Yesterday, FoxNews.com published an article outlining the recent public spat between National Public Radio and Rep. Doug Lamborn (R-CO) over his recently reintroduced bill to defund NPR. After playing stenographer to both Rep. Lamborn and NPR, the article concludes:
NPR says only 1 percent to 3 percent of its $166 million budget is funded by taxpayer dollars. But a recent report by the Congressional Research Service found that taxpayers fund at least 4 percent of NPR's budget, while an analyst at the conservative American Thinker estimated it was closer to 25 percent.
So, we have a report from the nonpartisan Congressional Research Service being placed on equal footing with an unnamed "analyst" at a conservative blog.
The "analyst" in question is Mark Browning, who probably does not fit most readers' definition of that term: he teaches English at Johnson County Community College. After he published his piece at American Thinker and a similar op-ed in the New York Post, Browning appeared on Fox & Friends to discuss NPR. The chyron during that appearance billed him as an English professor, and made no mention of any other experience which might qualify him to accurately estimate the funding sources of NPR's budget. To uncritically bill him as an "analyst" implies a level of credibility that simply does not exist, given the available details about his background.
Further, the comparison between these two completely leaves out a number of assumptions Browning makes in his so-called "estimate." Browning contends that federal funds trickle into NPR's national budget in several ways, among them grants from publicly funded organizations, tax-funded university dollars, and deductions for donations. Browning tries to estimate the sum of those funds, and in doing so runs fast and reckless with the numbers. From Browning's article:
At first glance, this distribution of funds seems to confirm that public radio's support does not come in large amounts from the direct allocation of tax moneys. After all, 5.6% is not a gigantic portion of the budget, is it? But let's look more closely. That 10.1% that comes from the Corporation for Public Broadcasting is 99% provided by -- you guessed it -- the federal government. Those university funds, whenever they are provided by a public university, represent taxpayer-provided dollars. We can safely assert that three out of four university-supported stations are publicly funded, which means that more than 10% (three-quarters of that 13.6%) is taken from the taxpayer's pockets.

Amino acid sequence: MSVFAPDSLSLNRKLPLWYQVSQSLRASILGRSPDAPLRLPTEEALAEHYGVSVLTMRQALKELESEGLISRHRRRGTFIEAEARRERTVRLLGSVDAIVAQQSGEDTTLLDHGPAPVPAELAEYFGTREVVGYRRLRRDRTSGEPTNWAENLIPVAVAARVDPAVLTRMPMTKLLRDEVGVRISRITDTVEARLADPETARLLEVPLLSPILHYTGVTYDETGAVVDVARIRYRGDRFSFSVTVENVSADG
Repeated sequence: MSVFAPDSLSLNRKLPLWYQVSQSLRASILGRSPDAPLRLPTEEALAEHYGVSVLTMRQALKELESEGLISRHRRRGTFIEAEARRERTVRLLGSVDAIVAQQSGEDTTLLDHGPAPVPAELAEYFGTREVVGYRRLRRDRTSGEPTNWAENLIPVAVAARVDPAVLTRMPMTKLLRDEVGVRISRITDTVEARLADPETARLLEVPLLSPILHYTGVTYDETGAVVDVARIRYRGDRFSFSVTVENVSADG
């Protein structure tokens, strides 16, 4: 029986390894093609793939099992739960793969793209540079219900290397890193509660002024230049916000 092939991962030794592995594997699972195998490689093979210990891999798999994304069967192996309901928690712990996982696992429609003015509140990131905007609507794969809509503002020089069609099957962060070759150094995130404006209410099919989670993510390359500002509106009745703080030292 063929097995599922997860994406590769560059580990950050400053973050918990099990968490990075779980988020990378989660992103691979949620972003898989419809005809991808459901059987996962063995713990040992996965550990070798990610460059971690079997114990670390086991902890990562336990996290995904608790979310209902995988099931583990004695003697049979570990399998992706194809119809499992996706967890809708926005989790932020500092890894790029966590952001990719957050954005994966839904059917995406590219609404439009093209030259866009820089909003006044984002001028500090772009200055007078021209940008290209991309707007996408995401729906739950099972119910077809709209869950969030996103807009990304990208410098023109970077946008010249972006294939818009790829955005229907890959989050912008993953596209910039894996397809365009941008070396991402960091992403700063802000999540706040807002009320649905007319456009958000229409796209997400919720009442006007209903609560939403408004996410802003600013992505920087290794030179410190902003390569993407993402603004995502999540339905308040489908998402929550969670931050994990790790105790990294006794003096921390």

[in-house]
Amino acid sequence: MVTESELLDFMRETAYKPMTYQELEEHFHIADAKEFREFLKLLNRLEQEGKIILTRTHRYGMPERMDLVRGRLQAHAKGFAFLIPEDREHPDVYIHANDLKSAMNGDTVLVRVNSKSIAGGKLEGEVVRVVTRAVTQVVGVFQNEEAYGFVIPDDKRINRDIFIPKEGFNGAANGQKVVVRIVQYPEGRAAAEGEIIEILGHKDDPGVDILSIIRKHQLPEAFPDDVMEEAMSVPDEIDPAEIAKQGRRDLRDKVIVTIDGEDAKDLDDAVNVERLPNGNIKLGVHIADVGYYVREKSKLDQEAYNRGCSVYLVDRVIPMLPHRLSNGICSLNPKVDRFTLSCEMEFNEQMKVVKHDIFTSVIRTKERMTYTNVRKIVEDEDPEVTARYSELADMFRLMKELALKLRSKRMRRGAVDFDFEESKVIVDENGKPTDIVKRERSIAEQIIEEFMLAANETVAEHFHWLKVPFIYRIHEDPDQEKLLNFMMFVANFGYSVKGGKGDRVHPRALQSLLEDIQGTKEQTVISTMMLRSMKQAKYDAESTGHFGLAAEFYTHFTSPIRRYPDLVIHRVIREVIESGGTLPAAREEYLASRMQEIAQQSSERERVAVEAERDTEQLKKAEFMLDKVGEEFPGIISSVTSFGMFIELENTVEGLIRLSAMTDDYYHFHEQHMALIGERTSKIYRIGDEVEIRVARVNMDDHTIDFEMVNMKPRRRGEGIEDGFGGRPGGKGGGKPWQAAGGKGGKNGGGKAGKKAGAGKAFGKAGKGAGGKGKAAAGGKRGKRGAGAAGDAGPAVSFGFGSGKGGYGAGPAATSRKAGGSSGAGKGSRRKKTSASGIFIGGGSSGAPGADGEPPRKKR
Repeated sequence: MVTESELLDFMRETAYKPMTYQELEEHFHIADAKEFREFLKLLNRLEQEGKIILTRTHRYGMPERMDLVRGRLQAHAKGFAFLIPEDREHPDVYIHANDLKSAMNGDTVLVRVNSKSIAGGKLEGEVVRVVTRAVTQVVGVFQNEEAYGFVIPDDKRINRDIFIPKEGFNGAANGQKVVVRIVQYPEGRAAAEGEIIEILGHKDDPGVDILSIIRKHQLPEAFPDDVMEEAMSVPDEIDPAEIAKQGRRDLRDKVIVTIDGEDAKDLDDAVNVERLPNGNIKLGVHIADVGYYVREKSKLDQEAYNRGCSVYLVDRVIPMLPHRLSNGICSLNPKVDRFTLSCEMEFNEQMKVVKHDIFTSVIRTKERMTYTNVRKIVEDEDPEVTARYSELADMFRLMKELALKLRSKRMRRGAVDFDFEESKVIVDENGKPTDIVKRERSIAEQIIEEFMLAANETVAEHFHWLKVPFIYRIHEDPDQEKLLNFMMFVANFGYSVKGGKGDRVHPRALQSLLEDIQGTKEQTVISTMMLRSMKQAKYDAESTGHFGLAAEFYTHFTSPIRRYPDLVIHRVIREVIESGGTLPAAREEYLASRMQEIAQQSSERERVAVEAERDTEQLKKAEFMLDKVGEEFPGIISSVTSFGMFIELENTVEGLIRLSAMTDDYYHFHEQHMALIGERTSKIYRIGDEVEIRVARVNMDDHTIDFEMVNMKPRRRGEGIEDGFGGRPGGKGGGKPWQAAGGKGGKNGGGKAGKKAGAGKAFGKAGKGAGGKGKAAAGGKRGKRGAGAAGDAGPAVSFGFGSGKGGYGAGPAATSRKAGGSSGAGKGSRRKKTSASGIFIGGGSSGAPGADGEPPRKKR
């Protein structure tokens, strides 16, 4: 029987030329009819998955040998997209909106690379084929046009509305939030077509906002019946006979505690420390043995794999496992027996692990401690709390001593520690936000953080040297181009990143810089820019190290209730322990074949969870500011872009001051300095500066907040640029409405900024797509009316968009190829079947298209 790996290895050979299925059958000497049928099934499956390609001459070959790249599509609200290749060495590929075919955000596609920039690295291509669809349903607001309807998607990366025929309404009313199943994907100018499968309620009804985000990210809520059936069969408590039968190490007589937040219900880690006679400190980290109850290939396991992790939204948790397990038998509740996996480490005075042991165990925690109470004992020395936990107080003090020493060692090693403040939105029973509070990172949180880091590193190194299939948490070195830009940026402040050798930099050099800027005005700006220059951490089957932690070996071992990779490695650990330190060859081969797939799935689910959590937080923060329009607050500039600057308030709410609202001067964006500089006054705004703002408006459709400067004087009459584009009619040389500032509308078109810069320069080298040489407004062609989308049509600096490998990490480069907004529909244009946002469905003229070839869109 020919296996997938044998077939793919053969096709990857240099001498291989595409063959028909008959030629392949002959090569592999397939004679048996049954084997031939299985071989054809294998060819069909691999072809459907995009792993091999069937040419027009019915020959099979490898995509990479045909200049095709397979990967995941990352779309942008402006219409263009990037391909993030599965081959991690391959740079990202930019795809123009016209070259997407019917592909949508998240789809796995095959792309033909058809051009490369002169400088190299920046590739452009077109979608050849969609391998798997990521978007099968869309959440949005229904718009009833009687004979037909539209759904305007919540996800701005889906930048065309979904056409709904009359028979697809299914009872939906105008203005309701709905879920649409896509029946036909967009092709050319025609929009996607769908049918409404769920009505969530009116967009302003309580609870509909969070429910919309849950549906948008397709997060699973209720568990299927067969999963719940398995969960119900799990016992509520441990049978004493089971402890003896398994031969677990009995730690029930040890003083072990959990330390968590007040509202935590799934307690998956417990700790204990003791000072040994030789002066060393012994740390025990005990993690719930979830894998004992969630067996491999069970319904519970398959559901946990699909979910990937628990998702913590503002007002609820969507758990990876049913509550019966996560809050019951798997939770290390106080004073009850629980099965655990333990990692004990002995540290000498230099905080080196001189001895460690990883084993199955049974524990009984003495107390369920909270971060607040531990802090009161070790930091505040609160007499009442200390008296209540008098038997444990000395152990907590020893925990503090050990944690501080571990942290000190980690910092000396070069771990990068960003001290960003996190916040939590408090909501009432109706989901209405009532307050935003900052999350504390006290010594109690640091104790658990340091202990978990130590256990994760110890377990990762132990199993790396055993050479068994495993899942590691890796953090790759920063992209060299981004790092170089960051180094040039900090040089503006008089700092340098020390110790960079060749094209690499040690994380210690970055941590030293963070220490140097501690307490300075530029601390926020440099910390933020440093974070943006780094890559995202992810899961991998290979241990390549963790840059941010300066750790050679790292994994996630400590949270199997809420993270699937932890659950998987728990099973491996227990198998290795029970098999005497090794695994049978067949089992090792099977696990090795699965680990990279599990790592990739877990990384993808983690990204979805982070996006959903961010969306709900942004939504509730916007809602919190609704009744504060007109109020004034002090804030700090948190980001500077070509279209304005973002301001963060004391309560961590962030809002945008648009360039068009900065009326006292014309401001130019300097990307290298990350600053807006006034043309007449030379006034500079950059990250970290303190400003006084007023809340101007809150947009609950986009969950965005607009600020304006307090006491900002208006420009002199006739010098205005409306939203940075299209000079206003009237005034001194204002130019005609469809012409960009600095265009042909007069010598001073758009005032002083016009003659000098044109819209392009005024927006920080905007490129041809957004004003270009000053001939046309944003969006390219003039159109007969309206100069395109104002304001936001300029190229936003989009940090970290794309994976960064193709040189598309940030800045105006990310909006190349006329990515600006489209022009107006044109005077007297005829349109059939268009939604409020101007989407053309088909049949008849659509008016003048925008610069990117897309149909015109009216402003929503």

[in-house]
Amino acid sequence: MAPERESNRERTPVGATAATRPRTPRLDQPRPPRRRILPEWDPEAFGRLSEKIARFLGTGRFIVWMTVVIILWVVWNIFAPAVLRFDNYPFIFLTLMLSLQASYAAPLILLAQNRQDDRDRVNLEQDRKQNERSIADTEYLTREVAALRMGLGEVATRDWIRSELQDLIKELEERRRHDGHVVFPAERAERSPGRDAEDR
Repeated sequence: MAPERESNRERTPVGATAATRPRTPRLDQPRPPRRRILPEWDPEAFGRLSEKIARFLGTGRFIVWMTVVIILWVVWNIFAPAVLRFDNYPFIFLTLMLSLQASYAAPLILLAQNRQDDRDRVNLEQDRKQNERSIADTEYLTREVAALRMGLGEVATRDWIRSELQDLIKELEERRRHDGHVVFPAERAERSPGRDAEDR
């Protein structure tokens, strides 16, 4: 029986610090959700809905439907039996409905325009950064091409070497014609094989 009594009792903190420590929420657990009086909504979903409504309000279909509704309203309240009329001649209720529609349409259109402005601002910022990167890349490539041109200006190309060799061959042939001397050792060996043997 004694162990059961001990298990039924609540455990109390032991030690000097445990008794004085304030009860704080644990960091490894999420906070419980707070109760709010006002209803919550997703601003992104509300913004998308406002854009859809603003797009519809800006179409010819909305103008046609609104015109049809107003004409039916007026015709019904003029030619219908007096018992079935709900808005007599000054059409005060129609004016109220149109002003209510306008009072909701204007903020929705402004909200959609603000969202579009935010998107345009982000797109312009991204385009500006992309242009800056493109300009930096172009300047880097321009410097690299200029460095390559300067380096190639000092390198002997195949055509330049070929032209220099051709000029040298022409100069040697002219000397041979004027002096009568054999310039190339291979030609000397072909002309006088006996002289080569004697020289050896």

99 percent of the Corporation for Public Broadcasting's budget comes from the federal government? That would come as news to the authors of the Fox article that cites Browning's estimate, seeing as how they report that only 13 percent of CPB's budget is federally funded:
NPR issued a statement this week blasting Lamborn's two bills, one which would defund the Corporation for Public Broadcasting, which receives 13 percent of its funding from taxpayers and awards NPR some grant money. The other would eliminate federal funding just for NPR. Local public radio stations are more dependent on federal funding than NPR is.
Who would have thought we'd see the day when Fox News published an estimate relying on data debunked in its own reporting? Browning continues:
Those university funds, whenever they are provided by a public university, represent taxpayer-provided dollars. We can safely assert that three out of four university-supported stations are publicly funded, which means that more than 10% (three-quarters of that 13.6%) is taken from the taxpayer's pockets.
Uh-huh. That might make sense, if one could credibly argue that public university budgets were entirely comprised of tax dollars. Apparently, despite working for an institution of higher learning, Browning is unfamiliar with the concept of tuition, or donations from graduates. More from Browning:
Obviously the support by individuals, businesses, and foundations does not constitute taxpayer funding, right? Not so fast. These donations are tax-deductible; thus, they are subsidized by the government. Granted, not every gift is actually reflected on an individual or business tax return, and not all of those that are itemized wind up offsetting high marginal tax rates. Still, it is reasonable to believe that on average, these gifts result in deductions at the 25% tax bracket. Since these three categories add up to roughly 64% of station funds, we can reasonably argue that 16% of that money (64% x 0.25) is subsidized by the tax code.
If one considers tax-deductible donations to be a federal subsidy, then all manner of organizations receive so-called federal funding: The Heritage Foundation, Save the Children, The American Civil Liberties Union, and (Gasp!) Media Matters for America. Representatives of conservative organizations would likely balk at the suggestion that their acceptance of tax-deductible donations constitutes federal funding... because that's ridiculous.
If FoxNews.com is going to put an American Thinker post on the same level as a CRS report, they should at least explain how that post arrived at its absurdly higher number.
So to review the entire process chronologically: (1) Browning writes flimsy, hole-ridden estimate of NPR's funding. (2) Fox & Friends, a Fox News opinion program, brings Browning on to discuss NPR. (3) FoxNews.com cites Browning's work, as that of an unnamed analyst, on par with that of the Congressional Research Service, in supposedly straight news reporting. In other words, this is one more time Fox has used opinions from its commentary programming to manufacture so-called straight news.